When my husband and son got home from their daddy day that afternoon they were both blown away that I had done it myself and my boy was ECSTATIC!! He LOVES his new swing set and I love how easy it was and that it saved me money! So here's the final price tag on the one I built if it helps:

Wood - $100
Bracket/hardware kit - $79
Half bucket swing - $40
Chain - $30
Swing mounting hardware - $28
I already had the platform swing and swing ties but they were $130 and $25 respectively

That was only $277 out of pocket and a few hours on a Saturday morning for me which is basically amazing. Total cost including the stuff I already had would put it at $432.

For a swing set of this height and sturdiness you would be hard pressed to find something cheaper. Also, this would be very easy to add on to! I intend to add wood planks to the side of the A frame and build a climbing wall on one side and add a slide to the other! Plus I'm so proud of myself that I did this. I love sticking it to gender roles! I'm telling you, if I could do this, anyone could do this!

I have nothing but the highest praise for these brackets and highly recommend them to anyone who thinks swing sets are too expensive or is contemplating building their own! One more free tip for you newbies like me: When working with pressure treated lumber, WEAR GLOVES!!!! Splinters from pressure treated wood are NASTY and will get infected really quickly so save yourself the pain and trouble and just wear gloves from the start. I really hope this helps someone else! Good luck and have fun building!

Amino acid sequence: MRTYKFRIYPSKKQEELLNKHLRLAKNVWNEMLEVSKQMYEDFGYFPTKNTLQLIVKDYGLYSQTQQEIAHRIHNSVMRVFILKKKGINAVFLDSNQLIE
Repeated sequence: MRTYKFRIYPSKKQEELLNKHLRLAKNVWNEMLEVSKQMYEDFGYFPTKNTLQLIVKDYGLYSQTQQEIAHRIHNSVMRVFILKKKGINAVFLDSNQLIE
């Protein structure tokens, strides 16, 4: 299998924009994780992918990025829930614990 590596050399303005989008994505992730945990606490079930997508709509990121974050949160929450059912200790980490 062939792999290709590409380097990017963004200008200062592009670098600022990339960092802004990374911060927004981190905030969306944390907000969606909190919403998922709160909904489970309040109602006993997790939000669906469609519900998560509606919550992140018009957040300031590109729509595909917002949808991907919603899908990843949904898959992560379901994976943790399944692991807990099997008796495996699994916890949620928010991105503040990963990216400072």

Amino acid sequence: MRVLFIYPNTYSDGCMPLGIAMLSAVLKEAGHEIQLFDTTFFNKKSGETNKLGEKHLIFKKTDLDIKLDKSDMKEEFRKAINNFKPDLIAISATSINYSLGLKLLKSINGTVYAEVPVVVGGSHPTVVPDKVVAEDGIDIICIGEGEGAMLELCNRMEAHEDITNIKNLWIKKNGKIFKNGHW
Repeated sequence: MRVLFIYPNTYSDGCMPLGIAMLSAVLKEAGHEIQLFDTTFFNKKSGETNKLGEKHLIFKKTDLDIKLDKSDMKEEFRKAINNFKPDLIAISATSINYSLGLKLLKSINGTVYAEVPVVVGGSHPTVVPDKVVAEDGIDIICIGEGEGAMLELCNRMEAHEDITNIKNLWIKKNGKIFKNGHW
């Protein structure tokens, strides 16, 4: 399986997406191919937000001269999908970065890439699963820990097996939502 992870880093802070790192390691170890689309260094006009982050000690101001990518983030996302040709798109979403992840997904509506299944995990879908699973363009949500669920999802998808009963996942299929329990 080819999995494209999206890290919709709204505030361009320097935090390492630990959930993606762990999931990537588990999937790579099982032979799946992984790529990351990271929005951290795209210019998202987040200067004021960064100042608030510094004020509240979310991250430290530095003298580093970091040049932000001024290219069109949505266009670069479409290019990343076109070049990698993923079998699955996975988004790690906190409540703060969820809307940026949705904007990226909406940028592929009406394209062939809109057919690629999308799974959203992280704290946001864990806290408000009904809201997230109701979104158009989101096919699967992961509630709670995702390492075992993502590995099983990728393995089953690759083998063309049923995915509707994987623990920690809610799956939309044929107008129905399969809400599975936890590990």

By Kate Mahoney March 21, 2017
These worked wonderfully. I had to sand down my 4x6 to get it to fit, but it is very sturdy. Also this set comes with hardware. If you buy the individual one, no hardware! Your legs will angle out a bit, which adds to stability, just make sure you take that into account when designing your swing. We added on to ours, had to adjust for angled legs. There is no doubt in my mind that this has serious structural integrity. It's not going anywhere!
By Kim December 6, 2016
These brackets are very sturdy and keep you from having to cut much (perhaps any) wood. For me, the 4x4s slipped easily into their holes. I used 10' 4x4s. Because there is wiggle room on the 4x4s, it is possible to bolt them down and have one A-frame be considerably wider or narrower than the 2nd A-frame (assuming you are buying two of these to make a traditional A-frame swing). I put a cross piece between the legs on each side using the same length 2x6 wood at the same distance from the bottom of the legs. That way I knew both A-frames had their legs the same distance apart. I wanted to add the cross brace anyway for a little more reinforcement. I cut the cross brace so the ends had the same angle as the legs. If you didn't use a cross brace, you wouldn't have to cut any wood at all. The 4x6 didn't have as much play, but slid on easily. The 2nd bracket had the weight of the legs pulling on it so I couldn't slide the 4x6 through by hand. A rubber mallet had it easily moving down the 4x6 though.